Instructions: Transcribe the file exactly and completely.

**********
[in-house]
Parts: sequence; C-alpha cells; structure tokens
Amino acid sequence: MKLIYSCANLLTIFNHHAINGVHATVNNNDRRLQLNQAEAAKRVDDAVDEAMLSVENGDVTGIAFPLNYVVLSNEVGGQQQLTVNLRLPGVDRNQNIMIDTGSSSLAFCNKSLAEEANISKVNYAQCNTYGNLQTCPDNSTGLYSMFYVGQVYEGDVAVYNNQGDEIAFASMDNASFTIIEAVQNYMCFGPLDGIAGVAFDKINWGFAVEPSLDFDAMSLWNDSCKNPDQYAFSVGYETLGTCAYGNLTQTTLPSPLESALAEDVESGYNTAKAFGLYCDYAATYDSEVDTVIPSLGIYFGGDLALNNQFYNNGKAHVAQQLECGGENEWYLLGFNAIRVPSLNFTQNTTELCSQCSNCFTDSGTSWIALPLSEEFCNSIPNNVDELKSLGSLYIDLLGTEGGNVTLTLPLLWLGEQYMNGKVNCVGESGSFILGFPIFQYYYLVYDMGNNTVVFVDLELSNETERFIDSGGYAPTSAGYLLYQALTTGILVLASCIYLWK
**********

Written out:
[in-house]
Parts: sequence; C-alpha cells; structure tokens
Amino acid sequence: MKLIYSCANLLTIFNHHAINGVHATVNNNDRRLQLNQAEAAKRVDDAVDEAMLSVENGDVTGIAFPLNYVVLSNEVGGQQQLTVNLRLPGVDRNQNIMIDTGSSSLAFCNKSLAEEANISKVNYAQCNTYGNLQTCPDNSTGLYSMFYVGQVYEGDVAVYNNQGDEIAFASMDNASFTIIEAVQNYMCFGPLDGIAGVAFDKINWGFAVEPSLDFDAMSLWNDSCKNPDQYAFSVGYETLGTCAYGNLTQTTLPSPLESALAEDVESGYNTAKAFGLYCDYAATYDSEVDTVIPSLGIYFGGDLALNNQFYNNGKAHVAQQLECGGENEWYLLGFNAIRVPSLNFTQNTTELCSQCSNCFTDSGTSWIALPLSEEFCNSIPNNVDELKSLGSLYIDLLGTEGGNVTLTLPLLWLGEQYMNGKVNCVGESGSFILGFPIFQYYYLVYDMGNNTVVFVDLELSNETERFIDSGGYAPTSAGYLLYQALTTGILVLASCIYLWK